Seismic investigations of subduction and intra-arc rifting at the Hikurangi margin, New Zealand




Gase, Andrew C.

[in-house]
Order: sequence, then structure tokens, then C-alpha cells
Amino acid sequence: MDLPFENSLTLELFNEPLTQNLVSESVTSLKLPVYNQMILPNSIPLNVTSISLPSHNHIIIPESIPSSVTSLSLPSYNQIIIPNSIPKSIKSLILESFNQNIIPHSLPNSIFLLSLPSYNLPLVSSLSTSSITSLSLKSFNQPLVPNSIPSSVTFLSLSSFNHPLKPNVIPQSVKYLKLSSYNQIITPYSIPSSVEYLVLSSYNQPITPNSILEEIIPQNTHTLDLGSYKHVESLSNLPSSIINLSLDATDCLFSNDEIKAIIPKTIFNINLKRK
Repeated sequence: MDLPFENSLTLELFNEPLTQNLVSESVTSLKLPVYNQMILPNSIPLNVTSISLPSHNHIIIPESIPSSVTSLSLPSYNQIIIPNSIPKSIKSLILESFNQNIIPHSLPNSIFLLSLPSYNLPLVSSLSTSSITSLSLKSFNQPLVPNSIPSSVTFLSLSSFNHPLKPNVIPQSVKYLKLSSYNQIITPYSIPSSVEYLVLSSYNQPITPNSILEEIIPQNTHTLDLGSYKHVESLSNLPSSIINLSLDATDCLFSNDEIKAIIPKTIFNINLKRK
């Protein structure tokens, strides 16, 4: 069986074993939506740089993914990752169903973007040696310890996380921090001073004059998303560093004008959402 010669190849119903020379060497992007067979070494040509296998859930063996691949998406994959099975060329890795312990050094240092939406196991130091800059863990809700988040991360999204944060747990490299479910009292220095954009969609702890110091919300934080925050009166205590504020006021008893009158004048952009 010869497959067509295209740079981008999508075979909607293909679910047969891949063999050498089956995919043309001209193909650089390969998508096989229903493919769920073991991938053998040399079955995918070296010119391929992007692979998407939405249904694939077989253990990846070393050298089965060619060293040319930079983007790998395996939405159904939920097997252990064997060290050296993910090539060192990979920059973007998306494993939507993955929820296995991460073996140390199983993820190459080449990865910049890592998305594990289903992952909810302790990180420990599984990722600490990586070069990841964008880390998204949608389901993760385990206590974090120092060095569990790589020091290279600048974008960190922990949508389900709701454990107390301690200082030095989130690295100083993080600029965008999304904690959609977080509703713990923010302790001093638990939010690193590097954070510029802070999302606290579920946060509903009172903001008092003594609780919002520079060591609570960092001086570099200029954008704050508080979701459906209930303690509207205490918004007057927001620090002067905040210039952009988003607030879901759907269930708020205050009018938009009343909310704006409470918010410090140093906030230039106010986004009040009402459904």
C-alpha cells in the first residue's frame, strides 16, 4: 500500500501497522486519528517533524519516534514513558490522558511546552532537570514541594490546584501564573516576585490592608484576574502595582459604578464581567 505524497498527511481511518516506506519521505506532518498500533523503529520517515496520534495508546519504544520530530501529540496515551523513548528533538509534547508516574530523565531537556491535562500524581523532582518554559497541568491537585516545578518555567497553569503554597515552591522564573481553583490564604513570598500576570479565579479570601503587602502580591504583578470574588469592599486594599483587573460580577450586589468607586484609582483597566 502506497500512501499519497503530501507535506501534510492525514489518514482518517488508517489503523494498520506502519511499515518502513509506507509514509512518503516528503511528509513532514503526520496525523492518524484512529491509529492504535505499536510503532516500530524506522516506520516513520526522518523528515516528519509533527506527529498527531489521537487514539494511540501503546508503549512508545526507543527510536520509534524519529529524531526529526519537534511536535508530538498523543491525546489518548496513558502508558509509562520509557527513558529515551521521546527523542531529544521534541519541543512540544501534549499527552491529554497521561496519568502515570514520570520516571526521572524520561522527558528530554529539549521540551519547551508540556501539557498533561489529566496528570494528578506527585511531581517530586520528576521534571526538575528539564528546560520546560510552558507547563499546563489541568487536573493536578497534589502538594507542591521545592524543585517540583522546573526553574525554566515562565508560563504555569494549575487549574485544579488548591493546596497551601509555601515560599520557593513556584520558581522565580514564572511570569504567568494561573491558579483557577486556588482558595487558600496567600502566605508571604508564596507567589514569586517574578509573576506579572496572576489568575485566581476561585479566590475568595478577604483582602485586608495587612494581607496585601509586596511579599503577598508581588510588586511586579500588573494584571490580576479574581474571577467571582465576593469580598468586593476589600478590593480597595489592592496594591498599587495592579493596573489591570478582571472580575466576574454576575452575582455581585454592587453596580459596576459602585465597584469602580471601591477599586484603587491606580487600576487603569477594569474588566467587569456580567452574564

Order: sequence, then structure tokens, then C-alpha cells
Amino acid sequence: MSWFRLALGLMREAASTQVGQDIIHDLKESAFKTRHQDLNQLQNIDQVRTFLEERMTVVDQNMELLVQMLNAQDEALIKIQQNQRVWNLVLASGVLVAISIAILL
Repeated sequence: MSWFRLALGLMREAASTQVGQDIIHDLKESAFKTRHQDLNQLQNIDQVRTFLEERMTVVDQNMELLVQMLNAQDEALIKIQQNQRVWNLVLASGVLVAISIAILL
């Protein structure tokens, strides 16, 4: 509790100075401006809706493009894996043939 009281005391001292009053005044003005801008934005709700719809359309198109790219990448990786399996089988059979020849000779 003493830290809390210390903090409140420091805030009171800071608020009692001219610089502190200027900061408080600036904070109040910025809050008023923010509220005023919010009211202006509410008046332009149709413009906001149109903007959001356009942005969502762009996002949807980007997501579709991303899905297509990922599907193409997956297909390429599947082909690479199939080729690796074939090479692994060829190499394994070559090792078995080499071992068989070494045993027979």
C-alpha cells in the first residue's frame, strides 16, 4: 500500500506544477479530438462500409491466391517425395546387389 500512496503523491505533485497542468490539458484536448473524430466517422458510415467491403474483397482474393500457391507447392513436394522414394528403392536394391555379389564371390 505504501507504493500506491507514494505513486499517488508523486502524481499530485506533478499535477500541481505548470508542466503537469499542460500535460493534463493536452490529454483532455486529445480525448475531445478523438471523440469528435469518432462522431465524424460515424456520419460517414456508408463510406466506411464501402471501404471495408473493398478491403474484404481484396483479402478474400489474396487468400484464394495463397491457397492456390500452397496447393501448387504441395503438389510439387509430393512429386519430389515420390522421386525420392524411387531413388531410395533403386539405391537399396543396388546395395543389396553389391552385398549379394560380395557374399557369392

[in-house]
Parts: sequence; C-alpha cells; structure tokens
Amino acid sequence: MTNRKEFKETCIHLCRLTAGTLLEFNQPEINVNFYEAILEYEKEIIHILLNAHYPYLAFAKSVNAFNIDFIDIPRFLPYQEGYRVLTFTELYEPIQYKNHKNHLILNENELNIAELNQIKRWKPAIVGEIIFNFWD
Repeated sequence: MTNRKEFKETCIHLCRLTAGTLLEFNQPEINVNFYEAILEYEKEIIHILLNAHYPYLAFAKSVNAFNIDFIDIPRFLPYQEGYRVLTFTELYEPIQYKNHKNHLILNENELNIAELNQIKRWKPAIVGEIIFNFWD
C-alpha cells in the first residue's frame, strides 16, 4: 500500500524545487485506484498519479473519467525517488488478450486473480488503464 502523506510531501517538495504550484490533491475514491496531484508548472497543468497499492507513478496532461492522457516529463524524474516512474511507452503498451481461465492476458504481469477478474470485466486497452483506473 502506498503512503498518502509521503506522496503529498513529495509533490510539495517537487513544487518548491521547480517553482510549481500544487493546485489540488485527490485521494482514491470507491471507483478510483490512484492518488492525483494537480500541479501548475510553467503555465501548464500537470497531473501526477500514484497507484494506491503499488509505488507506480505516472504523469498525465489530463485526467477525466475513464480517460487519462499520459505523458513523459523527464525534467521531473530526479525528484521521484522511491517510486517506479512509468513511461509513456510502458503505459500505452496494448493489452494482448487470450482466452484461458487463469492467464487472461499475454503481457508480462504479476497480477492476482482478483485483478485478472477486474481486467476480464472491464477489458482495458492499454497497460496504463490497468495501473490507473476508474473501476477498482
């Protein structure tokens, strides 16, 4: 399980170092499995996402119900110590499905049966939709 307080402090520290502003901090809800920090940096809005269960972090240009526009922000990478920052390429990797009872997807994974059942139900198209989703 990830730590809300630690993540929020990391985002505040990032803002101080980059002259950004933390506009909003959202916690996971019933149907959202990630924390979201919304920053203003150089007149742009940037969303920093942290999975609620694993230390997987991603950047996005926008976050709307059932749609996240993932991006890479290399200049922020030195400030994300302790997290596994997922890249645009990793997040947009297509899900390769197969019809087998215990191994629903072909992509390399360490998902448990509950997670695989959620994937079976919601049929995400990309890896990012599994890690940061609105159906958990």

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Subduction zones are dynamic systems that control the global distribution of large earthquakes and volcanism. Many interrelated factors can control tectonic, seismic, and magmatic processes within subduction zones, including mechanisms that vary stress, thermal regime, volatile supply, as well as inherited features within the lithosphere, but the relative importance of these factors are debated. North Island New Zealand, where the Pacific Plate subducts beneath the Australian Plate, is renowned for its unique patterns of seismicity and plate coupling in the forearc, the Hikurangi margin, and its magmatically productive intra-arc rift, the Taupo Volcanic Zone. In this dissertation I present three studies that use newly acquired controlled-source seismic data to evaluate (1) crustal and sedimentary controls on seismic behavior in the Hikurangi margin forearc, and (2) interplays between magmatism and crustal deformation in the offshore Taupo Volcanic Zone. In the first study, I explore the crustal structure of the northern Hikurangi margin, which is world renowned for its low seismic coupling, frequent shallow slow slip events, and strong ground-motion amplification during large earthquakes. I show that sharp along-strike variations in frontal accretion indicate variable sediment supply and past subduction of seamounts. Low velocities in the overthrusting plate indicate the presence of compliant materials that likely contribute to tsunamigenesis and enhanced ground motion during earthquakes. In a second study, I compare the structure of the megathrust fault across the interseismic coupling transition between the central and southern Hikurangi margin and reveal a clear correlation between sediment subduction and slip behavior. In the northern and central unlocked, slow slipping segments, the megathrust forms within pelagic carbonates and volcanic sediments. In contrast, the southern locked megathrust is localized to pelagic carbonates and is insulated from the effects of volcanics by ~0.5-1 km of subducting clastic sediment. I propose that slip behavior and coupling is controlled by the lithology and spatial distribution of frictional asperities along the megathrust. Finally, I determine the crustal structure of the offshore Taupo Volcanic Zone and demonstrate that crustal extension and recent magmatic activity are collocated. Deep-penetrating crustal normal faults overlie a ~40-kilometer-wide zone of sill-complexes and heterogeneous seismic velocities in the upper and middle crust. I propose that magmatic intrusions are localized by more permeable fractured crust and contribute to thermal weakening which facilitates rifting.


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